Rate confusion sparks landholder backlash

Liz Bell

Farmers hit back at rate increase

MASSIVE rate rises for some land owners in Wellington Shire is leading to frustration and anger among ratepayers, with some slugged with increases of up to 44 per cent over two years.

The rate hike has the farming industry, ratepayers and shire staff at loggerheads.

The council handed down its 2020-21 budget two weeks ago with no increase in the general rate and waste charges, but a misunderstanding about how rates are determined continues to cause ratepayer anxiety.

What is misunderstood by many is that property values are largely determined by the Valuer-General, not the council.

Since 2018, they have been conducted annually, rather than biannually, by an independent valuer.

This leaves little room for consideration of market fluctuations, with valuations based on sales activity leading up to and close to January 1 each year.

Despite councils not collecting extra revenue as a result of changes in property valuations, angry ratepayers who claim they are being “gouged” are directing their anger at the council.

Stradbroke resident Jeremy Richardson said his property consisted of a dilapidated, prefabricated house and two run down sheds on an unproductive 92 acres of dryland covered in weeds and dust, close to the highway.

“The whole property is worth around $280,000, but the valuation has come in at around $425,000 – that’s from someone sitting at a desk who has no idea what it is like out here,” he said.

“When I called the council this year [to complain], someone in the rates department told me $425,000 was ‘cheap’.”

Mr Richardson has vowed to lodge a complaint with the Valuer-General’s office, and hopes to force a revaluation.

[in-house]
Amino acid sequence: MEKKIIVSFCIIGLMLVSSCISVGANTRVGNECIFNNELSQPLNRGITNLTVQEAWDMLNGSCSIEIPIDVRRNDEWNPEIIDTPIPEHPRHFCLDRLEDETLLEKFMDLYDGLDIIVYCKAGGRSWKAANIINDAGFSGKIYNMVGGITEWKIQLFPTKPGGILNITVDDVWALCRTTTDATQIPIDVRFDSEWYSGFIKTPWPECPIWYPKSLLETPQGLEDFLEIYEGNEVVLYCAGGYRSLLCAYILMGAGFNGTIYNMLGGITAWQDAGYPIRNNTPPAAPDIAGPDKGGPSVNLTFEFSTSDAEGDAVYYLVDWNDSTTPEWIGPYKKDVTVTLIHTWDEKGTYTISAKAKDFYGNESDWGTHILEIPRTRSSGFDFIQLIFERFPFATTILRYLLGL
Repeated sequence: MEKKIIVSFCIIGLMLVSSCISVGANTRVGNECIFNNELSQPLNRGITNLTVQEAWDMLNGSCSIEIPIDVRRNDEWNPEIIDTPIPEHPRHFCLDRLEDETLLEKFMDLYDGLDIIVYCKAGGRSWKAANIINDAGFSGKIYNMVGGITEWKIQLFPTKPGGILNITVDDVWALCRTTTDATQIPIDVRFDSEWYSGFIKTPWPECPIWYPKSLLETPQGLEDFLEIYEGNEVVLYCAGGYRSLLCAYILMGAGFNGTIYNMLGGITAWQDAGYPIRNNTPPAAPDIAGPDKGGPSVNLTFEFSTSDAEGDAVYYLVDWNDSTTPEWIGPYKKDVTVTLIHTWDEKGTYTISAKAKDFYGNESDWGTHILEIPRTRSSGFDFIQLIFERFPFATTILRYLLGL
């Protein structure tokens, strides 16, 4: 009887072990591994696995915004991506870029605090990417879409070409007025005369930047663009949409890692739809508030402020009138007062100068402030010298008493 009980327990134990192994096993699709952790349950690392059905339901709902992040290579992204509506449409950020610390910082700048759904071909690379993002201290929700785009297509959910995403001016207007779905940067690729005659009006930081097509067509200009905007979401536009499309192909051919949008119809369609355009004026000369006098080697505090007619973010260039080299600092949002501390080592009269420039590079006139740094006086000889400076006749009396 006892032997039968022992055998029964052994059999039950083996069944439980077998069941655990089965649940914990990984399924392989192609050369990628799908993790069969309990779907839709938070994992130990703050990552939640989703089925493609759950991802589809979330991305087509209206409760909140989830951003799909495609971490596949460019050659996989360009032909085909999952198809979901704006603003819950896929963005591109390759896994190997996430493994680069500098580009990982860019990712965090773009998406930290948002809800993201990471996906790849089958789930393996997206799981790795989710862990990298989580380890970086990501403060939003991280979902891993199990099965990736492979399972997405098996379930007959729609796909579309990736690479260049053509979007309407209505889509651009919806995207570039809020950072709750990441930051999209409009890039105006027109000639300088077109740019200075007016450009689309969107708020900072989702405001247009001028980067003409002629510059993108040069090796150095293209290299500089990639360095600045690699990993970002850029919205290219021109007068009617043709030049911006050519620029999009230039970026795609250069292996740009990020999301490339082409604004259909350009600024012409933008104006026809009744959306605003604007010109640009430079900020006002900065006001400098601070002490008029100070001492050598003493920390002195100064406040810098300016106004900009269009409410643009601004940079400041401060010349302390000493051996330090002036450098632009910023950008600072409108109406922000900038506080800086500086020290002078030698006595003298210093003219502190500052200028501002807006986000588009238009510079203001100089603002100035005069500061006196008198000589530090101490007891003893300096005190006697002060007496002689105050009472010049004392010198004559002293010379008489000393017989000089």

The Victorian Farmers Federation said the farm rate increase in Wellington Shire equated to 11.58 per cent, with president David Jochinke suggesting the local council was not doing enough to help struggling farmers.

But mayor Alan Hall said while the council recognised many farms would be faced with a higher rate bill based on their higher property valuation, it had in place a 20 per cent rate discount in place for farmers, and had done so for about 20 years.

A council spokesperson accused the VFF of running “a statewide campaign against rural councils”, despite being “fully briefed a number of times” about how rates and valuations worked.

“As always, we notify ratepayers that they are welcome to request a review of their property valuation through the Valuer-General’s office.

“We have the paperwork for this at our office and can either provide it through our customer service centres or email out on request,” she said.

A spokesperson for the Department of Land, Environment, Water and Planning, which covers rating valuations, said ratepayers who believe their property is significantly under or over-valued were encouraged to contact their council.

He said the Valuer-General was the valuation authority for all municipalities in Victoria, apart from Mildura, Mornington Peninsula, South Gippsland and Hume.

“If a ratepayer disputes a valuation they may object by lodging an objection form with the council or the State Revenue Office within two months of the date of issue shown on the Rate and Valuation Notice or Land Tax Assessment Notice,” he said.

“It is advisable that the ratepayer first discuss their concerns with the council or SRO.

“If the council or SRO is unable to assist they may forward the enquiry to the valuer appointed to undertake the valuation on behalf of the Valuer-General.”

People wanting more information about the rating system are encouraged to go to the Engage Victoria Fact Sheet.